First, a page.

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    ABSTRACT: This study investigated the effects of cognitive influence on the multifocal visual evoked potential (mVEP) at different levels of eccentricity. Three different foveal fixation conditions were utilized involving varying levels of task complexity. A more complex visual fixation task has been known to suppress peripheral signals in subjective testing. Twenty normal subjects had monocular mVEPs recorded using the AccuMap objective perimeter. This allowed simultaneous stimulation of 58 segments of the visual field to an eccentricity of 24 degrees. The mVEP was recorded using three different fixation conditions in random order. During task 1 the subject passively viewed the central fixation area. For task 2 alternating numbers were displayed within the fixation area; the subject on viewing the number '3' in the central fixation area indicated recognition by pressing a button. Throughout task 3, numbers were displayed as in task 2. The subject had the cognitive task of summating all the numbers. Analysis revealed that the increased attention and concentration demanded by tasks 2 and 3 in comparison with task 1 resulted in significantly enhanced central amplitudes of 9.41% (Mann-Whitney P = 0.0002) and 13.45% (P = 0.0002), respectively. These amplitudes became reduced in the periphery and approached those of task 1, resulting in no significant difference between the three tasks. Latencies demonstrated no significant difference between each task nor at any eccentricity (P > 0.05). As the complexity of each task increased the amount of alpha rhythm was significantly reduced. Our findings indicate that task 1 required a minimal demand of cognition and was associated with the greatest amount of alpha rhythm. It was also the most difficult to perform because of loss of interest. The other two tasks required a greater demand of higher order cognitive skills resulting in significantly enhanced amplitudes centrally and the attenuation of alpha rhythm. Therefore, amplitudes are increased around the area of attention.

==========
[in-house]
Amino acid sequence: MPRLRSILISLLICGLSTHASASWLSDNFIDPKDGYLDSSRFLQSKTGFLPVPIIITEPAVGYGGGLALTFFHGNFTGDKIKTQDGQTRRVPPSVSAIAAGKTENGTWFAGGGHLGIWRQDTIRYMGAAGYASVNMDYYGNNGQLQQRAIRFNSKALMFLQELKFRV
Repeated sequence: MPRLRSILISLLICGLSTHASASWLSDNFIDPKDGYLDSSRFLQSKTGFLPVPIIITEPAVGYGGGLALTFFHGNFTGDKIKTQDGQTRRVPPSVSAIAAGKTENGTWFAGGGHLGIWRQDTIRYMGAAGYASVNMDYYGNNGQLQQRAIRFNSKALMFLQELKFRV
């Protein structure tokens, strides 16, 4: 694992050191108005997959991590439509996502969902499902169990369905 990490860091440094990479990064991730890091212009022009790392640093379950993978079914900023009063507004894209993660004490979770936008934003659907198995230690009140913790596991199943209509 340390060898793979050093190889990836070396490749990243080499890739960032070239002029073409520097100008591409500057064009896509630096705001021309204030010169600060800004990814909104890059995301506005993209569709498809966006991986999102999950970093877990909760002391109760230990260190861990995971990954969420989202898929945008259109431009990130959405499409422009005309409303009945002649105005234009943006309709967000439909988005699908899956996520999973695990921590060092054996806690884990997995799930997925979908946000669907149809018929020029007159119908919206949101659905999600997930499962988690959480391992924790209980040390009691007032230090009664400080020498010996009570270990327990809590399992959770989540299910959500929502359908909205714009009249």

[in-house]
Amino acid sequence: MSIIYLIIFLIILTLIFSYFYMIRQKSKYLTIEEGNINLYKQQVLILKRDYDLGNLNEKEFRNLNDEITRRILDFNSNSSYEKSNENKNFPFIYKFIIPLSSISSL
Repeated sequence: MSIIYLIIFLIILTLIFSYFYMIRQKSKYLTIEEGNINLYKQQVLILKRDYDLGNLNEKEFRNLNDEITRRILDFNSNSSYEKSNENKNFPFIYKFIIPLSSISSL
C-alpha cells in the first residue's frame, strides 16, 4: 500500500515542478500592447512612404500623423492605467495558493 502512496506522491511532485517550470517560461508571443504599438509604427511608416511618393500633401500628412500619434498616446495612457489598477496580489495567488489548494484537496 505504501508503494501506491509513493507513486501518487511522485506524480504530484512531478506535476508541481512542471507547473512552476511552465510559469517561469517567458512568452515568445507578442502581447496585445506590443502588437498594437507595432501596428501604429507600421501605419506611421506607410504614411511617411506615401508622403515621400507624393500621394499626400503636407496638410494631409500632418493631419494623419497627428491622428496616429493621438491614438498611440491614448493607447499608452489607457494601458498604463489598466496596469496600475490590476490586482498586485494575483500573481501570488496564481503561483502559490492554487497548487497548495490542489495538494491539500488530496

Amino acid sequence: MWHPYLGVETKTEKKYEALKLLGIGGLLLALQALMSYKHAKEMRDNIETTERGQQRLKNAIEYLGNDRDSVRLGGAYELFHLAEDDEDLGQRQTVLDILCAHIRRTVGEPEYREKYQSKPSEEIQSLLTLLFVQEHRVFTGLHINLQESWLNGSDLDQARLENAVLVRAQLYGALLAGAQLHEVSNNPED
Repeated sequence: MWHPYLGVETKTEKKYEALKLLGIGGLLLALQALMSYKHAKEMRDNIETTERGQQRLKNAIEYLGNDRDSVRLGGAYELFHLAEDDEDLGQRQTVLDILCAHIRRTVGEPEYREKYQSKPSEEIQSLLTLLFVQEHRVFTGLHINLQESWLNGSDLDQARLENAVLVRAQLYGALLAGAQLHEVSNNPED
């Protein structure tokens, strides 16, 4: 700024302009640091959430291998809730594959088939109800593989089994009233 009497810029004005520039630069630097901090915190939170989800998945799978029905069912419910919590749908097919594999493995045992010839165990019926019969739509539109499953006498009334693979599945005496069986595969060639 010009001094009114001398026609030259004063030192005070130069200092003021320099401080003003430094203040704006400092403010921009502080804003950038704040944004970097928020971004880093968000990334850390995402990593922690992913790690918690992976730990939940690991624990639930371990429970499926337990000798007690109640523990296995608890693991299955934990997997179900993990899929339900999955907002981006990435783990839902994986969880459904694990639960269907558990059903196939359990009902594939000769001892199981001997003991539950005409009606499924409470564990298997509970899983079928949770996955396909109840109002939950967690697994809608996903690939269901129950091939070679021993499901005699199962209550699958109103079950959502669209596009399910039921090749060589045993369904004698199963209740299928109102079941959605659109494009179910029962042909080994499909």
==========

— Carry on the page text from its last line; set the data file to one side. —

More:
No preview · Article · Oct 2005 · Clinical and Experimental Ophthalmology
  • Sapna Sharan · Frank A Billson
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    ABSTRACT: This report describes different modes of management in 3 sisters with anterior megalophthalmos. We report our management of the anterior megalophthalmos and a new technique of anterior chamber intraocular lens implantation, which was used in 1 case.
    No preview · Article · Aug 2005 · Journal of Cataract and Refractive Surgery
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    Andrew A Chang · Meidong Zhu · Frank Billson